This afternoon, I share Jeremiah’s pain.
In August, I began a long march through the book of Jeremiah. More importantly, I am forcing my church to march with me through this book, seeing as how I am their pastor and this is our Sunday morning text for the foreseeable future.
The prophetic work of Jeremiah is tough sledding, to be kind. God birthed him to be a prophet, a prophet with a message of judgment. And for 40 years, he preached a message of the impending disaster that was the Babylonian army, a message that was horribly fulfilled in 587 BC with the complete and utter destruction of the city of Jerusalem. Those who survived the calamity were taken as captives back to Babylon where they lived the rest of their days. And all of this was God’s work and God’s judgment.
Jeremiah was not a popular preacher, to say the least. His fellow priests threatened him with his life if he continued to prophesy (see Jeremiah 11.21). He was scoffed at, rejected, and mocked by the people of Jerusalem. And who could blame them? Even today, who wants to hear the words of judgment over and over and over and over and over…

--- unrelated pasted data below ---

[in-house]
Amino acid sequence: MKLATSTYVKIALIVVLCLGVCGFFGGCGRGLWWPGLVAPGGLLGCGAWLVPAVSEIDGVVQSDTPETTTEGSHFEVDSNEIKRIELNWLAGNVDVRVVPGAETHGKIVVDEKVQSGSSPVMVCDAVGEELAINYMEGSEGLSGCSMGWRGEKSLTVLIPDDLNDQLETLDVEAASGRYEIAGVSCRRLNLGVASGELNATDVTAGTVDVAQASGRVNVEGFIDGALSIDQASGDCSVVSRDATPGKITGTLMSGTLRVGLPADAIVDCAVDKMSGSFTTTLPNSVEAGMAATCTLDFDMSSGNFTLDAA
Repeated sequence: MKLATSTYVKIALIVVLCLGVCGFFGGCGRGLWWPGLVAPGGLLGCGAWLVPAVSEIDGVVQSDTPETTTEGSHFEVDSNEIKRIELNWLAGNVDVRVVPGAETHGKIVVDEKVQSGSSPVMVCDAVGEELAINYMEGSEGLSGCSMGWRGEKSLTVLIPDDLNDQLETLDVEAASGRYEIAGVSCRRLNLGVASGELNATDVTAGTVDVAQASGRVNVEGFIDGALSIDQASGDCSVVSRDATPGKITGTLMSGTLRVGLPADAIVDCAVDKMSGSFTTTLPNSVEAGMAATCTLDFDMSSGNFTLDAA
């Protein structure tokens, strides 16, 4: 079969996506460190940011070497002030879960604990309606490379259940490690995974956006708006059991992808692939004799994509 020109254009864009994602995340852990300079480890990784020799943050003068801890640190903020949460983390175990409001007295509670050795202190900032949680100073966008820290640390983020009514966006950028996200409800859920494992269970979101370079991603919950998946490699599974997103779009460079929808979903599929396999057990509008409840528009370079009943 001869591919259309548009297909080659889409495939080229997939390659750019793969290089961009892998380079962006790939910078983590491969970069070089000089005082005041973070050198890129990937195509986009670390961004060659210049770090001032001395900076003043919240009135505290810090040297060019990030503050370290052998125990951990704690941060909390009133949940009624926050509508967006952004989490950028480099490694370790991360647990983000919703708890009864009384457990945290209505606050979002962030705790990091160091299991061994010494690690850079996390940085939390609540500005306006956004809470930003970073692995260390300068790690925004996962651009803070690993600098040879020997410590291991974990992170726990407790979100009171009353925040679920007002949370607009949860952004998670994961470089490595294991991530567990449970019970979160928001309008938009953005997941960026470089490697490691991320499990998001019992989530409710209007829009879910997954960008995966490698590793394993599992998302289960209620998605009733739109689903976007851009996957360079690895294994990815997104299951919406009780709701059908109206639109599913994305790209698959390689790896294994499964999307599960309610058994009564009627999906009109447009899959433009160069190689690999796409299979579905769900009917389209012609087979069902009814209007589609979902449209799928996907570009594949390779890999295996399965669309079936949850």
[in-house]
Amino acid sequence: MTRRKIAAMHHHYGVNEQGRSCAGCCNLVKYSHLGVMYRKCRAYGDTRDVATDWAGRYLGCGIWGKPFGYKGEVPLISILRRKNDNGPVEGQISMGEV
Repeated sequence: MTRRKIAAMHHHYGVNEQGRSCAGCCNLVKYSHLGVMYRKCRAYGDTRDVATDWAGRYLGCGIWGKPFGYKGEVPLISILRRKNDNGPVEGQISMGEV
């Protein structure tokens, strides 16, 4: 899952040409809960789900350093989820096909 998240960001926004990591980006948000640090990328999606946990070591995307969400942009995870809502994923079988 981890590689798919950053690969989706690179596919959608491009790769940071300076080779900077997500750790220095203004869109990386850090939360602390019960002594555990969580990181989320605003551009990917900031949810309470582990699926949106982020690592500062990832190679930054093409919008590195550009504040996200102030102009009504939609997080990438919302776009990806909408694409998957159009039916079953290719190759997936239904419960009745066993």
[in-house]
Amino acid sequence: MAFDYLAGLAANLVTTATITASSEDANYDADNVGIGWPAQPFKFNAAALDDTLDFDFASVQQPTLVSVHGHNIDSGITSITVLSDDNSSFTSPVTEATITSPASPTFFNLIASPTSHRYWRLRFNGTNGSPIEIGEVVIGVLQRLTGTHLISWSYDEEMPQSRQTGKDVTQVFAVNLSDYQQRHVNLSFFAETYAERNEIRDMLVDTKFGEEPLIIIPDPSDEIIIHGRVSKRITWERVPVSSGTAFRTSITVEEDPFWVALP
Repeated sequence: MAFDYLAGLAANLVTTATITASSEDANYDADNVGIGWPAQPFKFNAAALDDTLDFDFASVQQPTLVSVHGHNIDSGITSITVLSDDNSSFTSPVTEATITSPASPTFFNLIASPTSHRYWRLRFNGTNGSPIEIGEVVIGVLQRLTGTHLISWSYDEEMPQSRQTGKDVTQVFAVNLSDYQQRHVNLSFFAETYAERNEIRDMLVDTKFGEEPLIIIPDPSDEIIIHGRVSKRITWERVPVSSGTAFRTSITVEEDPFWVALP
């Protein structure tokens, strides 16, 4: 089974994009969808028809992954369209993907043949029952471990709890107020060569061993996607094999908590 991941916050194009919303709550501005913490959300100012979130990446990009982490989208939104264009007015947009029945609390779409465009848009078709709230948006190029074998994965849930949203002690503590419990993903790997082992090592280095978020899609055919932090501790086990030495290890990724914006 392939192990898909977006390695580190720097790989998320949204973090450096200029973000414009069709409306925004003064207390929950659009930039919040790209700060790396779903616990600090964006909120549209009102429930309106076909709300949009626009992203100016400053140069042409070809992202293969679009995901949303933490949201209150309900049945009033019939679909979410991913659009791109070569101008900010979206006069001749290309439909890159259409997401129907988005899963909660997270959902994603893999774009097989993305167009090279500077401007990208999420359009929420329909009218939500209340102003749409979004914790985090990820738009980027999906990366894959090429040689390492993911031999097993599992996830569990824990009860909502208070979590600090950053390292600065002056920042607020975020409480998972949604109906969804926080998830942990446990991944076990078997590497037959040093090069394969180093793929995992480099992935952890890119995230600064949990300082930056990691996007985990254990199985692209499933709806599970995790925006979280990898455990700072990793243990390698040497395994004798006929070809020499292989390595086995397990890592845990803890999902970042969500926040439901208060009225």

My spirit is heavy as I prepare again to preach on yet another chapter of Jeremiah, another warning of impending judgment, another call to repentance. Is there anything in this book worthy of joy or happiness? Would that Jeremiah knew the words of Paul: “If there is anything worthy of praise, think of these things” (see Philippians 4.8). But no, all Jeremiah knew was grief upon grief. We even call him “The Weeping Prophet,” because on his tombstone must have been written, “I mourn, and dismay has taken hold of me” (see Jeremiah 8.21). Jeremiah was the original wet blanket.